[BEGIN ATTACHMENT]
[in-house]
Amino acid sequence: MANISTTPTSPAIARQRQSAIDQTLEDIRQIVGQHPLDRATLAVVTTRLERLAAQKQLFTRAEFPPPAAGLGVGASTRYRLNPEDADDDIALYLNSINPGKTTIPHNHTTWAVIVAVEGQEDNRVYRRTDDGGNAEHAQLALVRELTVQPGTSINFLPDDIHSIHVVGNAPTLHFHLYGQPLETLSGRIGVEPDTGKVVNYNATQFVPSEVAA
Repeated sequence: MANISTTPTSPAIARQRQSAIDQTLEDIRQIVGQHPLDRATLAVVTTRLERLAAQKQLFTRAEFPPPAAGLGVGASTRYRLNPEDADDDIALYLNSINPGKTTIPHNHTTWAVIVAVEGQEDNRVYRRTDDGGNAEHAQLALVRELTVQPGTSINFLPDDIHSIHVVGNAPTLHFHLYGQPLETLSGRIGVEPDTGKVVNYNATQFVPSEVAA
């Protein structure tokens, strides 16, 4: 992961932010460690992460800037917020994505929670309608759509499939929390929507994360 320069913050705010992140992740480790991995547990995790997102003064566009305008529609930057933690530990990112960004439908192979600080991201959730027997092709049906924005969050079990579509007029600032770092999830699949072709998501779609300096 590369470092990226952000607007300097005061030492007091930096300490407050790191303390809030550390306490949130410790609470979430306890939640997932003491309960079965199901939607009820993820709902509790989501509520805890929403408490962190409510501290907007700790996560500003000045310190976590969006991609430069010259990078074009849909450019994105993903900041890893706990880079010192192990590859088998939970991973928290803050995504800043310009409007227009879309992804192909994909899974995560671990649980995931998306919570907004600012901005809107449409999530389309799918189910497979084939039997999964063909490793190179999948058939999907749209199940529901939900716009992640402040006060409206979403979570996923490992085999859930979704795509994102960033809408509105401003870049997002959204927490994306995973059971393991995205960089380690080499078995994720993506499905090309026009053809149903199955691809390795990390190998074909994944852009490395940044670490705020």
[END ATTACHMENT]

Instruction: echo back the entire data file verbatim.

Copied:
[in-house]
Amino acid sequence: MANISTTPTSPAIARQRQSAIDQTLEDIRQIVGQHPLDRATLAVVTTRLERLAAQKQLFTRAEFPPPAAGLGVGASTRYRLNPEDADDDIALYLNSINPGKTTIPHNHTTWAVIVAVEGQEDNRVYRRTDDGGNAEHAQLALVRELTVQPGTSINFLPDDIHSIHVVGNAPTLHFHLYGQPLETLSGRIGVEPDTGKVVNYNATQFVPSEVAA
Repeated sequence: MANISTTPTSPAIARQRQSAIDQTLEDIRQIVGQHPLDRATLAVVTTRLERLAAQKQLFTRAEFPPPAAGLGVGASTRYRLNPEDADDDIALYLNSINPGKTTIPHNHTTWAVIVAVEGQEDNRVYRRTDDGGNAEHAQLALVRELTVQPGTSINFLPDDIHSIHVVGNAPTLHFHLYGQPLETLSGRIGVEPDTGKVVNYNATQFVPSEVAA
């Protein structure tokens, strides 16, 4: 992961932010460690992460800037917020994505929670309608759509499939929390929507994360 320069913050705010992140992740480790991995547990995790997102003064566009305008529609930057933690530990990112960004439908192979600080991201959730027997092709049906924005969050079990579509007029600032770092999830699949072709998501779609300096 590369470092990226952000607007300097005061030492007091930096300490407050790191303390809030550390306490949130410790609470979430306890939640997932003491309960079965199901939607009820993820709902509790989501509520805890929403408490962190409510501290907007700790996560500003000045310190976590969006991609430069010259990078074009849909450019994105993903900041890893706990880079010192192990590859088998939970991973928290803050995504800043310009409007227009879309992804192909994909899974995560671990649980995931998306919570907004600012901005809107449409999530389309799918189910497979084939039997999964063909490793190179999948058939999907749209199940529901939900716009992640402040006060409206979403979570996923490992085999859930979704795509994102960033809408509105401003870049997002959204927490994306995973059971393991995205960089380690080499078995994720993506499905090309026009053809149903199955691809390795990390190998074909994944852009490395940044670490705020």